TORRANCE, CA-Michael Norman highlighted the three-day Mt. Sac Relays by leaving the crowd stunned with his performance in the 400 meters. The former USC star gave the Murdock Stadium crowd at El Camino College in Torrance, California, a show in the quarter-mile race.
Ranked as the No. 3 sprinter in the United States in the 400 meters in 2018, Norman served notice to the rest of the field competing against him at the 61st Mt. Sac Relays, and the rest of the world that he is ready to take on all comers. That includes American and world No. 1 Fred Kerley.
Following the lead of his buddy, Rai Benjamin, Norman proceeded to burn up the track with a world-leading time of 43. 45 seconds in the 400 meters. Benjamin, who finished second in the race with a time of 44.31, rooms with Norman and work under the same coach (Olympic gold medal winner Quincy Watts) as his friend.
“I’m with one of the best 400 runners in the world,” Benjamin said. “I feel like we both need each other because we’re that balanced. He keeps me honest and I keep him honest. We’re teammates, we’re going to be living together, so he’s my homie through and through. He’s my brother.”
Norman’s performance caused a big stir-on and off the track. Cameramen and reporters immediately surrounded Norman as he and Benjamin walked off the track.
For his part, Norman said his concentration going into the race was all about executing his race strategy.
“This whole week or leading up to this week, we’ve been concentrating on race patterns execution, so we’ve been guarding practices towards certain areas of the race, hopefully to the dime,” Norman said. “I’m just coming out here to execute my race…[I] just have to go back and look at our film and see how well I executed the race. My feelings…I feel like I executed pretty well, and I’m really happy with my opener.”
Norman’s time in the 400 is the sixth-fastest time ever recorded for that event. The world record, set in 2016, is 43.03. Michal Johnson, who owns the No. 2, No. 4, and No. 5 all-time marks in the 400, is currently the American record-holder at 43.18. Norman believes he can become the first runner to hit the 42-second mark.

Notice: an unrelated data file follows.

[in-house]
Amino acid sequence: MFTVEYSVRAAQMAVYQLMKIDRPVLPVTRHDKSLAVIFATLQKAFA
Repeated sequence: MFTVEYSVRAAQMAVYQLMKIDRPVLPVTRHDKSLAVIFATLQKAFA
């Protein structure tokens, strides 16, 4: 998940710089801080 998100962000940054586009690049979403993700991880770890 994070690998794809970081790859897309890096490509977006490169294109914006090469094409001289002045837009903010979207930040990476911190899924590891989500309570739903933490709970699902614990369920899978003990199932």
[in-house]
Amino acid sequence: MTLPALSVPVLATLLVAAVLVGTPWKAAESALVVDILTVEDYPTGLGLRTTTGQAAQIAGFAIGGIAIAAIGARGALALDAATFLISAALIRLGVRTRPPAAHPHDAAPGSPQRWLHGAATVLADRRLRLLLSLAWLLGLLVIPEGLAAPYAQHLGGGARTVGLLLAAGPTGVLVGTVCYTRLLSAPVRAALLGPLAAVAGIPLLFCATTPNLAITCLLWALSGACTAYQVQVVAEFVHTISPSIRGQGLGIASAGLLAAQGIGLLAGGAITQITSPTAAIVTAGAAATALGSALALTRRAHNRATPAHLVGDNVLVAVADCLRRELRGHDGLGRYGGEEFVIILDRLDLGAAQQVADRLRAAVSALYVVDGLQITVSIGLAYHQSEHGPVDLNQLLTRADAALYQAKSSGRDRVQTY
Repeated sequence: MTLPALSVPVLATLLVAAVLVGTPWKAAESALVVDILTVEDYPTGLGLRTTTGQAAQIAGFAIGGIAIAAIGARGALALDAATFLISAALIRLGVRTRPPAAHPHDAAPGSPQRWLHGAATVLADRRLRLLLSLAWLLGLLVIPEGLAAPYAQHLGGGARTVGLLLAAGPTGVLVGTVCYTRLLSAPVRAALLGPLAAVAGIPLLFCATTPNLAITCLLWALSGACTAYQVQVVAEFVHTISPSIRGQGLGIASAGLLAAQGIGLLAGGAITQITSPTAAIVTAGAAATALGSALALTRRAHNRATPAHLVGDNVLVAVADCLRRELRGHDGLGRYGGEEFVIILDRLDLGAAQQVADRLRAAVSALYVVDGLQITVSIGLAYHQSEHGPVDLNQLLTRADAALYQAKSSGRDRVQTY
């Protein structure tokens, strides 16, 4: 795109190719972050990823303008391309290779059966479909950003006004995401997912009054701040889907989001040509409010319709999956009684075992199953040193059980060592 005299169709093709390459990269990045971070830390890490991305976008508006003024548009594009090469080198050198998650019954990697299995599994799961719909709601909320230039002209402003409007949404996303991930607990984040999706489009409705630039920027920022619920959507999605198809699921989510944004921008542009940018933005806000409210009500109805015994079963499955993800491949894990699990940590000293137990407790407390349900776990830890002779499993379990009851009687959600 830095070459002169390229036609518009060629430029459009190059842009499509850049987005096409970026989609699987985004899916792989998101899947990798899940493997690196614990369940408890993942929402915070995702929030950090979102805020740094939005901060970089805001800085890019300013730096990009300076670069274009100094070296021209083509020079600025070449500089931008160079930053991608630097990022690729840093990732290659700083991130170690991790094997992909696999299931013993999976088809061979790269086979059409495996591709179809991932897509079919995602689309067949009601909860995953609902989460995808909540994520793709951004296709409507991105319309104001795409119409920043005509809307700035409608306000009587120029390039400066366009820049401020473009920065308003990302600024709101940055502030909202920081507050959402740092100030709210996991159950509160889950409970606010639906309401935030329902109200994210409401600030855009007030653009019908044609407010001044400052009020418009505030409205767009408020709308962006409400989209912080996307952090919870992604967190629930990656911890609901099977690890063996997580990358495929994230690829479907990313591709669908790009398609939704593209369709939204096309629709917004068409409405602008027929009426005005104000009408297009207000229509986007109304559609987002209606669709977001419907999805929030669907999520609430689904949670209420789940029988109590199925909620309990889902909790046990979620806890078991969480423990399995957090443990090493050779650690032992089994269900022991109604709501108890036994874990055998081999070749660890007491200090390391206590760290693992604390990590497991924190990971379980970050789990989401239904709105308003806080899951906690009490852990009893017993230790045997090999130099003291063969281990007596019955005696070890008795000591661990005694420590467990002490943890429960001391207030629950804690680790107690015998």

“I really want to go 42. I want to be the first person to ever run 42 (seconds),” Norman said. “I came into my season shooting for the stars, but also going for the win. I think that’s the most important thing.”
Norman got off to a good start at the beginning of the 400 and then hit the faster button down the backstretch of the race to cruise home and hit the tape with the fastest mark in the world this year. It’s a safe bet that Norman is gunning for Kerley and his No. 1 world ranking in the 400. If his 2019 season debut is any indication, Kerley and the rest of the world’s leading 400 runners just might be in trouble.
Norman, though, said he was not expecting to run as fast as he did.
“Not this fast,” Norman said. “Today, I was really focused on zone 1 and 3 of my race. I had a pretty good two weeks of practice, but Iw as having some mental issues running down the backstretch, so I was focused on those areas today. I think I executed pretty well, so I’m pretty happy with my time.”
Norman’s success on the track should not come as a shock considering his dominance in the race since he was running at Vista Murrieta High School where he hit the 45.51-second mark at the famed Arcadia Invitational. And just last year, Norman was running people down as a member of the USC Trojans men’s track and field team.
Last June, Norman cracked the 44-second code, going 43.6 at the NCAA Divison 1 Outdoor Track and Field Championships. As great a runner Norman is now, he’ll get better. So breaking that sacred 43-second barrier is not out of reach for him, Benjamin said.
“This kid is just freaking phenomenal,” said Benjamin. “He does everything right all the time. If you come out here and you’re going up against him you’d better be on your A-game that day because he’s such a machine and such a perfectionist, he would have you beat on technique every single time.”
Dennis is the editor and publisher of News4usonline. A news and sports reporter, Dennis has written about social justice, civil rights, education, politics, and crime. He also covers the NFL, NBA, MLB as well as other sports. Based in Southern California, Dennis earned a journalism degree with a minor in criminal justice from Howard University. The real HU!!